Depending on where you live, Carp are either prized target fish or a little bit of a nuisance. They’re native to Europe and Asia and, in the former, exploring flowing rivers for huge fish is a much-loved tradition. In the latter, Carp have failed to reach bucket-list game fish status. And in the US? These fish are generally seen as an invasive species and have left a devastating impact on many fisheries. Because of this, bowfishing for Carp has seen a booming growth in popularity.
In the past, bowfishing has been written off as something that’s only suitable for archery enthusiasts or keen hunters. In fact, it’s a technique that requires absolutely no previous angling experience. It’s perfect for newbies, as well as those of you that have an axe to grind with these invasive fish. So how exactly do you go bowfishing for Carp? Don’t worry – we’ve covered everything you need to know below. Let’s dive in…
What species of Carp can I go bowfishing for?
Let’s start with the Common Carp, which are native to Europe and Asia. They’re easily identifiable by their large golden scales and the two small whiskers on the sides of their mouths. They can also grow up to impressive sizes. We’re talking up to 80 pounds in weight and 5 feet in length!
Common Carp were introduced to the US in the 1800s, as both a fun game fish and a source of food. However, due to their ability to rapidly reproduce and thrive in a wide range of environments, they quickly invaded waterways all throughout the country, with damaging results. The Common Carp is, as befits its name, the most common Carp target across the US.
Varieties of Asian Carp such as Grass, Silver, and Black Carp made their way to waterways in the US and inhabit 45 states. Grass Carp are the smallest of the group, but they can still grow up to 4 feet in length! They’re identifiable by their silver-greenish hue. Grass Carp are more oblong in shape, and have dark silver scales. Black Carp can weigh up to a whopping 500 pounds, and have black-tipped scales.
The good news is that, no matter which Carp species inhabits your corner of the US, chances are you’ll be able to bowfish for them. Bowfishing is legal in almost every state for non-game fish and invasive species. Carp are bottom dwellers that prefer to munch on vegetation. This means they’re less susceptible to traditional fishing techniques that rely on mimicking live bait. Bowfishing doesn’t involve this, so it’s the perfect way to get your hands on some Carp!
Where and when can I go bowfishing for Carp?
Although Carp inhabit a whopping variety of locations, we’ve chosen to focus our attention on the most popular bowfishing locations across North American. Why? Simply put, it’s the most popular place to bowfish for them (although New South Wales in Australia might come a close second) – especially the US. In other locations, many anglers choose to fish for them using other techniques, such as chumming.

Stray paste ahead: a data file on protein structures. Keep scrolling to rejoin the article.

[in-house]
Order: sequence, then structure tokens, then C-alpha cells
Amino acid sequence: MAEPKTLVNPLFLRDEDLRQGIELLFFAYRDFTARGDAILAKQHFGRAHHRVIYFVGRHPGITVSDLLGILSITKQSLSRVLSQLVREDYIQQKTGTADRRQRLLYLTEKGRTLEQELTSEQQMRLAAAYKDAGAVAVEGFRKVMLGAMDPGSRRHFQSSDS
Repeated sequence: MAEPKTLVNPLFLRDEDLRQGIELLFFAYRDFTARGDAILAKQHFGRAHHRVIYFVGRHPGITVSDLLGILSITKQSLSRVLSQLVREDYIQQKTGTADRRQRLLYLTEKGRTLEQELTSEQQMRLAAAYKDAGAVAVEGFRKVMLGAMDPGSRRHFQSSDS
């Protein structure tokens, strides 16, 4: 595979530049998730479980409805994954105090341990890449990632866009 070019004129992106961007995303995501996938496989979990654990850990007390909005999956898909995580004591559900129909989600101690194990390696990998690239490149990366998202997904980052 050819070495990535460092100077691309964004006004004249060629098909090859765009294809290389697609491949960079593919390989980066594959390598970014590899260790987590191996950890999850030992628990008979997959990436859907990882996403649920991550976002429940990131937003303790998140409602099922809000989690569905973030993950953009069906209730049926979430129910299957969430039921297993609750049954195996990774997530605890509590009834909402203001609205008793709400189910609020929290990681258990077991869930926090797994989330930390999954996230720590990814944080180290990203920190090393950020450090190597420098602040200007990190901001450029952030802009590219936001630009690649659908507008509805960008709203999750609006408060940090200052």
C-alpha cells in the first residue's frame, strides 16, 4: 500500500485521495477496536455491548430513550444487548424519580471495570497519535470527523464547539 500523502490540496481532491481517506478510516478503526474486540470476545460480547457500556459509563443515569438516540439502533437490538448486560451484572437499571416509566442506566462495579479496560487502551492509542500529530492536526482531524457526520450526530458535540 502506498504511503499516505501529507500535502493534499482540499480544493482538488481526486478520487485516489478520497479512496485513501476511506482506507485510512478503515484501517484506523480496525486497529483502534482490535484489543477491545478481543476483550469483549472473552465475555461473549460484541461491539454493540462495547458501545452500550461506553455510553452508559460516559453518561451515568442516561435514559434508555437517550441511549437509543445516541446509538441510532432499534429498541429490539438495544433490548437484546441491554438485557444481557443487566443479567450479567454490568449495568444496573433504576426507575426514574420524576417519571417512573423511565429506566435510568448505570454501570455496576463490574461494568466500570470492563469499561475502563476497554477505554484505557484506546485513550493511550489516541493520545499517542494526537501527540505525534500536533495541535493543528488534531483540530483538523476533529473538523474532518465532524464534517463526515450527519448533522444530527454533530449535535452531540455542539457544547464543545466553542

As we mentioned, Carp inhabit a massive percentage of waterways in the US, spanning 45 states. The Gulf Coast states are especially popular bowfishing locations, with Lousiana and Texas standing being some of the most popular places to go. They thrive in freshwater lakes, rivers, reservoirs, and ponds, and tend to lurk around reed beds, lilies, and other structure, especially early in the morning and late in the day.
As well as picking the right time to go bowfishing for Carp, it’s also important to fish during the right time of year. Some locations have open and closed seasons but generally, the summer and fall months between April–October see the most action. It’s always best to check with the fishing and wildlife department of your chosen state, though. In mid-late fall, stick to early mornings and early afternoons. If you’re fishing later in the season, midday is the best time to grab your bow.
Top Carp Bowfishing Locations
- Corpus Christi, TX: Texas is probably the US’s premier bowfishing destination, and Corpus Christi in particular boasts access to an impressive number of fisheries. There’s Choke Canyon Reservoir, Lake Corpus Christi, and Corpus Christi Bay, all of which boast plenty of Common Carp.
- New Orleans, LA: The Gulf Coast of Louisiana is filled with opportunities when it comes to bowfishing for Carp, with less restrictions than other states. To the south of New Orleans, the marshy waters of the bayous provide plenty of lush vegetation. To the north, there’s majestic Lake Ponchartrain. And running right through the city center is the Mississippi River.
- Bull Shoals Lake, AR/MS: This man-made reservoir is nestled in the Ozark Mountains, bordered by Northern Arkansas and Southern Mississippi. If you’re looking to bowfish for Common Carp in a stunningly scenic location, you couldn’t do much better. The waters are incredibly clear, too, so it’s a great spot for new bowfishers!
- Peoria, IL: This city is perfectly perched along a stretch of the Indiana River and is bustling with Asian Carp. If you’ve never experienced jumping Silver Carp before, this is the place to do it! Trying to shoot one out of the air is an experience like no other.
- Lake Michigan, MI/IN: Even though you can also access this Great Lake from Illinois and Wisconsin, we’ve highlighted Michigan and Indiana here because the south shore offers up some excellent Carp fishing action. Common Carp lurk in abundance here and if you visit Indiana’s Indiana Dunes National Lakeshore, you’ll can catch Carp spawning in ankle-deep water.